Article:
Hemp Protein: Side Effects and Nutritional Benefits

Updated August 4, 2022
Farmer holding hemp seeds

Hemp is a plant with edible seeds in the same family as the cannabis plant. Both marijuan and hemp come from the Cannibis sativa plant. While marijuana contains varying amounts of tetrahydrocannabinol (THC), hemp must contain less than 0.3% THC. Tetrahydrocannabinol is the substance that is responsible for marijuana's psychoactive properties.

Hemp is widely available and a rich source of plant protein for vegetarian and vegan dieters. While hemp protein offers numerous nutritional benefits, it's important to be aware of some potential adverse effects, including potential hemp milk dangers and hemp seeds side effects to determine if these products are right for you.

What Is Hemp Protein?

You've probably seen hemp clothing or rope in natural food stores or online. Hemp is also used to make certain protein products. In fact, hemp seeds are thought of by some as one of the most nutritionally complete food sources, according to one 2020 study.

Hemp essential oil and cbd powder capsule pill

Given its robust nutritional content, hemp seeds can be crushed to create a protein powder that can be a good source for those looking at protein supplementation.

Hemp protein powder provides about 120 calories per 1/4 cup serving, according to the USDA. It also provides 12 grams of protein, 2 grams of fat, and 13 grams of carbohydrate. Eleven grams of the carbohydrate is provided in the form of fiber. Different companies make hemp protein and formulations may vary, along with the nutrition facts.

Hemp milk is another way to take advantage of hemp protein, although in smaller amounts. A one-cup serving has about 101 calories, 2 grams of protein, 13 grams of carbohydrate, and 4.5 grams of fat.

Hemp Protein Side Effects and Concerns

Just like any other food product on the market, there are specific side effects and risks that are important to take note of.

May Contain Low Dose THC

Most hemp seeds and other hemp protein products don't contain tetrahydrocannabinol (THC), which is the component of marijuana that makes you feel "high." However, depending on how the hemp was grown and processed, it is possible to ingest small amounts of THC when consuming hemp protein.

According to the U.S. Food and Drug Administration (FDA), you may test positive for THC after consuming hemp protein -- even if the product label says it's THC-free. Therefore, athletes and professionals should be aware of this, as hemp protein could lead to positive urine drug tests.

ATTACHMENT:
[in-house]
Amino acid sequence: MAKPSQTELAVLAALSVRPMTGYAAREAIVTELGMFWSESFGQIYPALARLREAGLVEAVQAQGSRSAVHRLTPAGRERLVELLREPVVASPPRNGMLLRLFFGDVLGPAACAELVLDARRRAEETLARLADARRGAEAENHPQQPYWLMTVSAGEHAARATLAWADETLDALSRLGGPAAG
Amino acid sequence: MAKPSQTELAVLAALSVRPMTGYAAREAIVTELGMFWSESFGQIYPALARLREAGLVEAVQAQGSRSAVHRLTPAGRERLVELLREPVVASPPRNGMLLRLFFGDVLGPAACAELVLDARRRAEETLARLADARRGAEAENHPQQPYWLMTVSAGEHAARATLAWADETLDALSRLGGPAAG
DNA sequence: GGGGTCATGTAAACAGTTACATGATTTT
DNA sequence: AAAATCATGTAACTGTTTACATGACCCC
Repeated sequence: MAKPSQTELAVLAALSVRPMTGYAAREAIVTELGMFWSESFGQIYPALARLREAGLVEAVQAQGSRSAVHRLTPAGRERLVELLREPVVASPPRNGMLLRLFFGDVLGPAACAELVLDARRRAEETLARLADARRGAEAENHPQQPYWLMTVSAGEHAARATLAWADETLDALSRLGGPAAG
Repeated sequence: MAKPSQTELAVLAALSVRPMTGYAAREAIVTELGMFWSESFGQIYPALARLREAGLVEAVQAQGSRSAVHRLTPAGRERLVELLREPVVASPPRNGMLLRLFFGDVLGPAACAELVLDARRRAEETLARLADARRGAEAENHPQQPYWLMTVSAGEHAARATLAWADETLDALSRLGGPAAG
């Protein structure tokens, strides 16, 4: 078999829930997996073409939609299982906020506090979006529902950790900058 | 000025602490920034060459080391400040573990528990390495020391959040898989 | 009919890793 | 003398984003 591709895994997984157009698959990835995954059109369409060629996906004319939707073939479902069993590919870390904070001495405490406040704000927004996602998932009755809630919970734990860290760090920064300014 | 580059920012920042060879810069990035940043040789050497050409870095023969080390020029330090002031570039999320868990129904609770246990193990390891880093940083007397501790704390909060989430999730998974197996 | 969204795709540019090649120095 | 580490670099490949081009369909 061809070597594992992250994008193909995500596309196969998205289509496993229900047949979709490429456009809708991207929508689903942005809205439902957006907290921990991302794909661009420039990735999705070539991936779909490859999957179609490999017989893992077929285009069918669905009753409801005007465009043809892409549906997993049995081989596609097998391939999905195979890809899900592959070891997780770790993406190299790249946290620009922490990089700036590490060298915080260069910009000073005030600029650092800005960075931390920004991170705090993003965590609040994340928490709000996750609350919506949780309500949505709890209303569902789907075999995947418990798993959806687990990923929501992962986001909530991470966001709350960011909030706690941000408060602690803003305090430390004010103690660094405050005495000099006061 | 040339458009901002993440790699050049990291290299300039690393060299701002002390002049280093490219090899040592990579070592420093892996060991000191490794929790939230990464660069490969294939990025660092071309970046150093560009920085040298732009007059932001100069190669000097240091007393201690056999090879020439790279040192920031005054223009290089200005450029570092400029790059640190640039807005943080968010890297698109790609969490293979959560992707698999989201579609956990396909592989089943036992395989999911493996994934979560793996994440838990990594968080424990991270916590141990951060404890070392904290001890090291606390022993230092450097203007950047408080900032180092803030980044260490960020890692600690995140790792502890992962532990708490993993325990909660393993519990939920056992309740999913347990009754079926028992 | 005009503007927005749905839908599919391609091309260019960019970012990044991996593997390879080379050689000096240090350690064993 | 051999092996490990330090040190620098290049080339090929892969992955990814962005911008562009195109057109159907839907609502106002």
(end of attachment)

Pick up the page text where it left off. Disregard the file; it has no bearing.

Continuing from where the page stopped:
Supplements Are Loosely Regulated

Because hemp protein powder is a dietary supplement, it isn't regulated as tightly by the FDA as foods and medications. The FDA doesn't require supplement manufacturers to prove products are safe or effective or prove the accuracy of supplement fact labels before products hit the marketplace, according to the Federal Food, Drug, and Cosmetic Act.

Female hand holds green pills on a background of a bush of marijuana

If problems arise after consumers use such products, the FDA can take action and remove faulty products from shelves. However, there's always a chance a protein supplement currently in stores is unsafe, contaminated with harmful substances, or contains ingredients that don't match what's listed on the label.

Can Contribute to Excess Protein Intake

Ingesting large amounts of hemp protein can be problematic if you're consuming too much protein over the course of the day. This is because your body can only use (and get rid of) so much protein at a time, and toxic by-products can build up in your bloodstream.

A 2014 issue of Today's Dietitian reports that protein intake of 200 to 400 grams daily takes a toll on your liver, affecting its ability to convert nitrogen to urea. However, one serving of hemp protein contains just 12 grams of protein, so this hemp protein side effect is not likely to be concerning unless you are consuming very large quantities.

May Cause Digestive Issues

Protein supplements (including hemp protein) can cause digestive problems due to high fiber content, according to the Cleveland Clinic. This means you could experience gas, bloating, upset stomach, constipation, or diarrhea after consuming large amounts of hemp protein. To reduce your risk of digestive problems after eating hemp, start with small servings and drink lots of water.

Doctor talking to female patient while sitting in office

Might Interact With Medication

Always chat with your healthcare provider before taking any type of dietary supplement, including hemp protein - especially if you're taking medications. Supplements can interact with certain medications, and hemp protein is no exception. A case report published in 2018 suggests that oils in hemp can increase bleeding, especially in people taking anticoagulant medications.

May Cause Low Potassium

There are anecdotal reports of hemp milk dangers related to the additives that it may contain. Some brands of hemp milk are fortified with vitamin B12. The synethetic form of B12 is called cyanocobalamin. The use of cyanocobalamin in patients with low B12 levels has been linked to a condition called hypokalemia, or low potassium. Symptoms of the condition include feeling limp, leg cramps, irregular heartbeat, tingling or numbness, or muscle weakness.

Should You Try Hemp Protein?

While these hemp protein side effects and hemp milk dangers may seem concerning, it is not likely to cause problems in most people unless they have a related medical condition or allergy. If you want to include hemp protein or hemp milk in your diet, start by adding small amounts. Make a smoothie with a half serving of hemp protein powder, or add some hemp milk to your morning coffee. See how your body tolerates it and continue to add it as you feel comfortable.

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Hemp Protein: Side Effects and Nutritional Benefits